Risotto is a wonderfully versatile Italian rice dish whose creaminess depends on the selection of the rice. The basics of cooking risotto are very very easy. Take rice. Add stock gradually. Stir for 20 minutes. Serve. Enjoy! Of course, there is slightly more to it than that.
You might also want to read Caramelised Roast Pumpkin Risotto, Asparagus Risotto, Eggplant Risotto and Tomato Risotto. All of the Risotto recipes are here and here. Or browse our Italian recipes here and here.
What is a Risotto?
A risotto is a creamy, moist, flavoursome rice dish, Italian in origin, that is very, very easy to make. It does take around 20 minutes at the stove (stirring). The basis of all risotto dishes is the same.
I once wrote in 1997 when I first cooked risotto:
Finally, most risottos should be served moist, almost like a very thick soup. A dry risotto that is meant to be moist is not worth eating :-(.
It is best not to skimp on the process described below – if shortcuts are taken, the dish loses some creaminess. It does take 20 minutes, but that time is quite a beautiful, meditative time where you can think your thoughts and stir your love into the rice.
It is best to make sure that you have a risotto rice which is absorbent and becomes creamy on cooking in this manner. Try various rices – types and brands – until you find one that suits you.
There are a few risotto rices available. Rices suitable for risotto have a creamy, chewy texture due to its higher amylopectin (one of two components in its starch) content. Aborio is a very popular risotto rice, but it is fun to experiment with different rices. Incidentally, Arborio is the name of a village in the Po River valley in northern Italy, where this variety of rice was first grown.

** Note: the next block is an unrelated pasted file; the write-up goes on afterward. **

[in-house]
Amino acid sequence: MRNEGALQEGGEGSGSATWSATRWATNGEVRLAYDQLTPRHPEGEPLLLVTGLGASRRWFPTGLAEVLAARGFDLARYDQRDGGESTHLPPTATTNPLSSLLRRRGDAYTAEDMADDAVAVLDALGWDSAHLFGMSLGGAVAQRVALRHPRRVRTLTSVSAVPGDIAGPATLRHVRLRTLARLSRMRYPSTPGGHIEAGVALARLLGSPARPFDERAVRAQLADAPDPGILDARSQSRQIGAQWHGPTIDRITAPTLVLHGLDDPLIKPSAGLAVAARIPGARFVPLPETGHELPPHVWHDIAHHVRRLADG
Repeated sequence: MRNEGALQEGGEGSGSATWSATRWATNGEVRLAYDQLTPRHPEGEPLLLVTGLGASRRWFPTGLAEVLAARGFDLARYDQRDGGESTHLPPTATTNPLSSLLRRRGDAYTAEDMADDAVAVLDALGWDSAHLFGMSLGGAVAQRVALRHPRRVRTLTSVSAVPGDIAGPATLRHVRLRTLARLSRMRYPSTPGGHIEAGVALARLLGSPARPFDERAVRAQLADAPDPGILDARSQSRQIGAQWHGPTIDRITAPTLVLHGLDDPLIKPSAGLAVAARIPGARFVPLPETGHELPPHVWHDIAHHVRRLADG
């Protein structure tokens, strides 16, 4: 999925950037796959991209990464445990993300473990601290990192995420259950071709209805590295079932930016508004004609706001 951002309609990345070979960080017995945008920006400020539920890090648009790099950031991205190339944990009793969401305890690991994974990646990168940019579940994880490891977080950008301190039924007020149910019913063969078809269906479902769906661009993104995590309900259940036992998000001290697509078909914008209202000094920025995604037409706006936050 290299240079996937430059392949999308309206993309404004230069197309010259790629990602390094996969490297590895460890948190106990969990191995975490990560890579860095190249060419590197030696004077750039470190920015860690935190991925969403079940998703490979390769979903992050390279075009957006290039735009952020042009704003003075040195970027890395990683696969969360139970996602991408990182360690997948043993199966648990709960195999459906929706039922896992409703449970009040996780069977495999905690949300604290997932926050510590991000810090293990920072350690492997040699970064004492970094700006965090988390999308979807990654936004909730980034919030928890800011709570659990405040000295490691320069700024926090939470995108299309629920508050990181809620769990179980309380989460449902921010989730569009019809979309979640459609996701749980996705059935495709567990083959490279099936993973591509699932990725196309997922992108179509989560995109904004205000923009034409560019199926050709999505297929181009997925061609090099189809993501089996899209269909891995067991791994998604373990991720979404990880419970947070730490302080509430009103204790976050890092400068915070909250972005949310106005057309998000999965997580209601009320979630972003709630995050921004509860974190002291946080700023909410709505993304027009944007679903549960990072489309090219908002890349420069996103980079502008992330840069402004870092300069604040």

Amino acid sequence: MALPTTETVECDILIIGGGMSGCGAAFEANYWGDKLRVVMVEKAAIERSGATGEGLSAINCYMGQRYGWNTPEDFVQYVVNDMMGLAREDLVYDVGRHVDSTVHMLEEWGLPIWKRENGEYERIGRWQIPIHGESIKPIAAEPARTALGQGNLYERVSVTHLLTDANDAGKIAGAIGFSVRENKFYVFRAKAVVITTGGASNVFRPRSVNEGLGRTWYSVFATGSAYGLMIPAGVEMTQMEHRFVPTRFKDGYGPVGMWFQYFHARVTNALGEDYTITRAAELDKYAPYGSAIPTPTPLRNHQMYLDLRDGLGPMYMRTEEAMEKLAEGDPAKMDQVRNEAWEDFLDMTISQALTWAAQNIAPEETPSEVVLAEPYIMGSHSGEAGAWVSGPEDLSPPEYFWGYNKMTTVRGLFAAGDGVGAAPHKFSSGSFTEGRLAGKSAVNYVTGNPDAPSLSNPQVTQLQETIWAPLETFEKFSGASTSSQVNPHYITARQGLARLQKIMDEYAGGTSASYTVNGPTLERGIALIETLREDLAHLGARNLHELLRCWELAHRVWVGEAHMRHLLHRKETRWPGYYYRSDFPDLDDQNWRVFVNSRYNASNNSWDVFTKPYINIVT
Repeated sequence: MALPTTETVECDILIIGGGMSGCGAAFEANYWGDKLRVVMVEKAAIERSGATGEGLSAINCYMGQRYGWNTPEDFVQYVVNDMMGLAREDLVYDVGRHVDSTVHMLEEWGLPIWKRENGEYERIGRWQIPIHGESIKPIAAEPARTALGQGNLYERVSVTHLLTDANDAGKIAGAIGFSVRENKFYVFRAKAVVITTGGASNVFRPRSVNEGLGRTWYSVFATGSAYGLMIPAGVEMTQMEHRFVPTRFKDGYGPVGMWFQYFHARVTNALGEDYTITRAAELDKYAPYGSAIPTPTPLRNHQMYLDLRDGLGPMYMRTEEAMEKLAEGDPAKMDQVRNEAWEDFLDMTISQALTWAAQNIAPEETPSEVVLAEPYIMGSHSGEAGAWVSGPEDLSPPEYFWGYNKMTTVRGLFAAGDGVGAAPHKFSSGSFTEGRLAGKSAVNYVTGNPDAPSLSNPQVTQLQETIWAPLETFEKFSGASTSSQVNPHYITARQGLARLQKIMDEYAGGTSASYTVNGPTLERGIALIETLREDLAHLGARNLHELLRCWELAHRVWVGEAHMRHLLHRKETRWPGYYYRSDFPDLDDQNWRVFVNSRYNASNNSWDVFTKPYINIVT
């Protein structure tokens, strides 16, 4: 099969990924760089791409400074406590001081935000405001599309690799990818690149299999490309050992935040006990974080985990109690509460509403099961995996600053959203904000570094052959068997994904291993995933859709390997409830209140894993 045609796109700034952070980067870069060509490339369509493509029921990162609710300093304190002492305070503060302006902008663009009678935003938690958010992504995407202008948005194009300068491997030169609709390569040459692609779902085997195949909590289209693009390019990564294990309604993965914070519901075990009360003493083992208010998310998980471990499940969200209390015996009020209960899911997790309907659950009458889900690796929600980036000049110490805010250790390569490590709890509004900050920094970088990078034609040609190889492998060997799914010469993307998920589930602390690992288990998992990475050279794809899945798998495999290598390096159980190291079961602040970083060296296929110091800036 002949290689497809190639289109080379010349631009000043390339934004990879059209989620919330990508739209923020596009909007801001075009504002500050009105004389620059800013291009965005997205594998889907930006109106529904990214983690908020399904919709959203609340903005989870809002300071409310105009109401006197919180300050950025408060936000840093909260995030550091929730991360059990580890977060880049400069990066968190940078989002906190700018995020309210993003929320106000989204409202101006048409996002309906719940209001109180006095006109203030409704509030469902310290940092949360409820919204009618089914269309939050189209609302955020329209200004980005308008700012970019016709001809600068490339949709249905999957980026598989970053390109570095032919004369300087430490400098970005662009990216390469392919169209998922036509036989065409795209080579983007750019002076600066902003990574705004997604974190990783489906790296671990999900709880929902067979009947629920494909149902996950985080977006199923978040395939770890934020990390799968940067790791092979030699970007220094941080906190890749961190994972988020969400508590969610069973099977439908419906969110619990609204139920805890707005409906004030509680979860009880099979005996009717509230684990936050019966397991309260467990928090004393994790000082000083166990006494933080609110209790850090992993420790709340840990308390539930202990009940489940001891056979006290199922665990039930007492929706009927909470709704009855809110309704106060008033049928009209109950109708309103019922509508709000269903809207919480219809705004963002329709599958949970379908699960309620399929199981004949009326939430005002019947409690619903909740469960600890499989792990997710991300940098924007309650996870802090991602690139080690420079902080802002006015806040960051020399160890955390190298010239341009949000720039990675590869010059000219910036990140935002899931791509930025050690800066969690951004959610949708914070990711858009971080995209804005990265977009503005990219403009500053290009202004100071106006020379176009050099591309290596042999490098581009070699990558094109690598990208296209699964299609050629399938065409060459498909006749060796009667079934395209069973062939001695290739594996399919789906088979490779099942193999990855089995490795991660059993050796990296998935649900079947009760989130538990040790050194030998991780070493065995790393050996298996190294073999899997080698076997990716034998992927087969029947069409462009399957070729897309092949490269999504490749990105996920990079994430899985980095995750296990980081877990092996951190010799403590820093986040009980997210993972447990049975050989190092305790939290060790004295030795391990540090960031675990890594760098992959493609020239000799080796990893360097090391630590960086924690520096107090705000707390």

Your Italian grocery will most likely stock alternative risotto rices. There is an argument that aborio is not the best rice for risotto. Most recommended alternatives are carnaroli and vialone nano. Currently I have been using Riso Vialone Nano, and it is a cracker. Vialone Nano has a round, thick grain and a kernel that is very unlikely to break. It is good for risottos with robust ingredients- and it is now a favorite.
How to cook Basic Risotto
Prep time: 5 mins
Cooking time: 20 mins
2 Tblspn Olive Oil
25 g butter
200 g risotto rice
5 cups simmering light stock or water
a little dry white wine (optional)
Salt and pepper
Have the water or stock (home-made vegetable stock is ideal), simmering on the stove. A little white wine in the stock is good.
In a separate, heavy-based saucepan, heat the oil and butter. Add the rice and stir to coat with the oil and butter. Stir for 2 minutes until you hear a cracking sound and the rice becomes translucent. Add a ladle of the simmering water or stock, and stir until it is absorbed.
Continue adding more liquid in this manner until the rice is cooked. Taste after 18 minutes. The rice should be firm to the bite. If you like it less chalky, cook for up to another 5 minutes, so that it is tender in the middle, but not soft.
Remove from the heat, add the extra flavourings (see separate recipes mentioned above).
Stir through a small knob of butter and a large knob of Parmesan cheese, grated. Add salt and pepper. Some people add some cream or creme fraiche, but if you have a good risotto rice, you don’t need this.
Season and stir. Serve.
A simple risotto with some Parmesan cheese, a few herbs tossed through, and a dusting of salt and pepper is a great and simple dish on its own.
You can add any vegetable that has been pre-cooked – mushrooms, or peas, even beans. Add asparagus, spinach or tomatoes (raw or cooked). Char grilled capsicums. Ruby Red Tomato Bites. I love a char-grilled capsicum and steamed broccoli risotto with pine nuts.
That’s it. That’s the basics. Just 20 minutes of stirring. Enjoy!
browse other Rice recipes
- Caramelised Pumpkin Risotto
- Play Nice with Rice – Cooking Rice
- Rizogalo – Greek Rice Pudding
- Steamy Buttery Rice